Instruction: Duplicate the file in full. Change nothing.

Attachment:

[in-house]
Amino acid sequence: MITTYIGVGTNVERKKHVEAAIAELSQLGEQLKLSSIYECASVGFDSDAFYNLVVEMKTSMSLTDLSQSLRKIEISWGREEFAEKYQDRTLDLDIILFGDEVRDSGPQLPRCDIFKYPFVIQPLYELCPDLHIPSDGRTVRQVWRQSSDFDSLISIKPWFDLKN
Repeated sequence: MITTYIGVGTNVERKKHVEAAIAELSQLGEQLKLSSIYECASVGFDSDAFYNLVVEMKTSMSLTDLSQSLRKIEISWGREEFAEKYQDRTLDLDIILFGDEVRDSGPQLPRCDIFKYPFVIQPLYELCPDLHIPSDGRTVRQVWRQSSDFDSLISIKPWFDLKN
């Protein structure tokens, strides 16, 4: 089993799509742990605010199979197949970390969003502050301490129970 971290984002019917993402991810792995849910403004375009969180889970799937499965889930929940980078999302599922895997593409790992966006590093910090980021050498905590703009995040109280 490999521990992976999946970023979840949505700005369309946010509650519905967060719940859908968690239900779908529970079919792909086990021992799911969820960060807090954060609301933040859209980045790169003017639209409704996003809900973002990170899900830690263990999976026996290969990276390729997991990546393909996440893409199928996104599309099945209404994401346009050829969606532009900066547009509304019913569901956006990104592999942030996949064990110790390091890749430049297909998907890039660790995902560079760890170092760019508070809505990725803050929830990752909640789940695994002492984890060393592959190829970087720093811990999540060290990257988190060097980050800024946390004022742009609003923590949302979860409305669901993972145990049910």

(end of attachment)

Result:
[in-house]
Amino acid sequence: MITTYIGVGTNVERKKHVEAAIAELSQLGEQLKLSSIYECASVGFDSDAFYNLVVEMKTSMSLTDLSQSLRKIEISWGREEFAEKYQDRTLDLDIILFGDEVRDSGPQLPRCDIFKYPFVIQPLYELCPDLHIPSDGRTVRQVWRQSSDFDSLISIKPWFDLKN
Repeated sequence: MITTYIGVGTNVERKKHVEAAIAELSQLGEQLKLSSIYECASVGFDSDAFYNLVVEMKTSMSLTDLSQSLRKIEISWGREEFAEKYQDRTLDLDIILFGDEVRDSGPQLPRCDIFKYPFVIQPLYELCPDLHIPSDGRTVRQVWRQSSDFDSLISIKPWFDLKN
């Protein structure tokens, strides 16, 4: 089993799509742990605010199979197949970390969003502050301490129970 971290984002019917993402991810792995849910403004375009969180889970799937499965889930929940980078999302599922895997593409790992966006590093910090980021050498905590703009995040109280 490999521990992976999946970023979840949505700005369309946010509650519905967060719940859908968690239900779908529970079919792909086990021992799911969820960060807090954060609301933040859209980045790169003017639209409704996003809900973002990170899900830690263990999976026996290969990276390729997991990546393909996440893409199928996104599309099945209404994401346009050829969606532009900066547009509304019913569901956006990104592999942030996949064990110790390091890749430049297909998907890039660790995902560079760890170092760019508070809505990725803050929830990752909640789940695994002492984890060393592959190829970087720093811990999540060290990257988190060097980050800024946390004022742009609003923590949302979860409305669901993972145990049910």